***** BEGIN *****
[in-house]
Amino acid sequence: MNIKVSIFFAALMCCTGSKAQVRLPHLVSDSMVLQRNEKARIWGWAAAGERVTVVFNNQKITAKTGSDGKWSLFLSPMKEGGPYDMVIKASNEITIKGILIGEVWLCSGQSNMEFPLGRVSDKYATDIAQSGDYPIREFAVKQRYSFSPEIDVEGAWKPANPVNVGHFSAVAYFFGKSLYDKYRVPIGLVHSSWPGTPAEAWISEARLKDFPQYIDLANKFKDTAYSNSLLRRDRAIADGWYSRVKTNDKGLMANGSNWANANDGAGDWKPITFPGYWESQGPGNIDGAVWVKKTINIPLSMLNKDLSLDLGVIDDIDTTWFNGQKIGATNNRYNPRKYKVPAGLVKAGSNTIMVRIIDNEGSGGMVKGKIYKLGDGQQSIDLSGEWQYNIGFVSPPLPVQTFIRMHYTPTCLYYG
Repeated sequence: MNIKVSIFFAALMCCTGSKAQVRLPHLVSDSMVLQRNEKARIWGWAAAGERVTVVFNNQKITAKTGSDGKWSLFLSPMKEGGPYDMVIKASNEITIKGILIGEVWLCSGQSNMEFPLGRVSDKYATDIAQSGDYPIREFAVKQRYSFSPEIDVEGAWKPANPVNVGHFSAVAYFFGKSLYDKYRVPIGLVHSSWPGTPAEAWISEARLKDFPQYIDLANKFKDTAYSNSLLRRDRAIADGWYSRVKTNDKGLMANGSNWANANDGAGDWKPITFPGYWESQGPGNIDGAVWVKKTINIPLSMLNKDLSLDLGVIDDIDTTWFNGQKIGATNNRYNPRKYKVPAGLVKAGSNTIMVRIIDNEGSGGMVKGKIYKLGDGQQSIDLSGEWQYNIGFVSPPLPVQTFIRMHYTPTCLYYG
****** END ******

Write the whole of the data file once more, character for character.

[in-house]
Amino acid sequence: MNIKVSIFFAALMCCTGSKAQVRLPHLVSDSMVLQRNEKARIWGWAAAGERVTVVFNNQKITAKTGSDGKWSLFLSPMKEGGPYDMVIKASNEITIKGILIGEVWLCSGQSNMEFPLGRVSDKYATDIAQSGDYPIREFAVKQRYSFSPEIDVEGAWKPANPVNVGHFSAVAYFFGKSLYDKYRVPIGLVHSSWPGTPAEAWISEARLKDFPQYIDLANKFKDTAYSNSLLRRDRAIADGWYSRVKTNDKGLMANGSNWANANDGAGDWKPITFPGYWESQGPGNIDGAVWVKKTINIPLSMLNKDLSLDLGVIDDIDTTWFNGQKIGATNNRYNPRKYKVPAGLVKAGSNTIMVRIIDNEGSGGMVKGKIYKLGDGQQSIDLSGEWQYNIGFVSPPLPVQTFIRMHYTPTCLYYG
Repeated sequence: MNIKVSIFFAALMCCTGSKAQVRLPHLVSDSMVLQRNEKARIWGWAAAGERVTVVFNNQKITAKTGSDGKWSLFLSPMKEGGPYDMVIKASNEITIKGILIGEVWLCSGQSNMEFPLGRVSDKYATDIAQSGDYPIREFAVKQRYSFSPEIDVEGAWKPANPVNVGHFSAVAYFFGKSLYDKYRVPIGLVHSSWPGTPAEAWISEARLKDFPQYIDLANKFKDTAYSNSLLRRDRAIADGWYSRVKTNDKGLMANGSNWANANDGAGDWKPITFPGYWESQGPGNIDGAVWVKKTINIPLSMLNKDLSLDLGVIDDIDTTWFNGQKIGATNNRYNPRKYKVPAGLVKAGSNTIMVRIIDNEGSGGMVKGKIYKLGDGQQSIDLSGEWQYNIGFVSPPLPVQTFIRMHYTPTCLYYG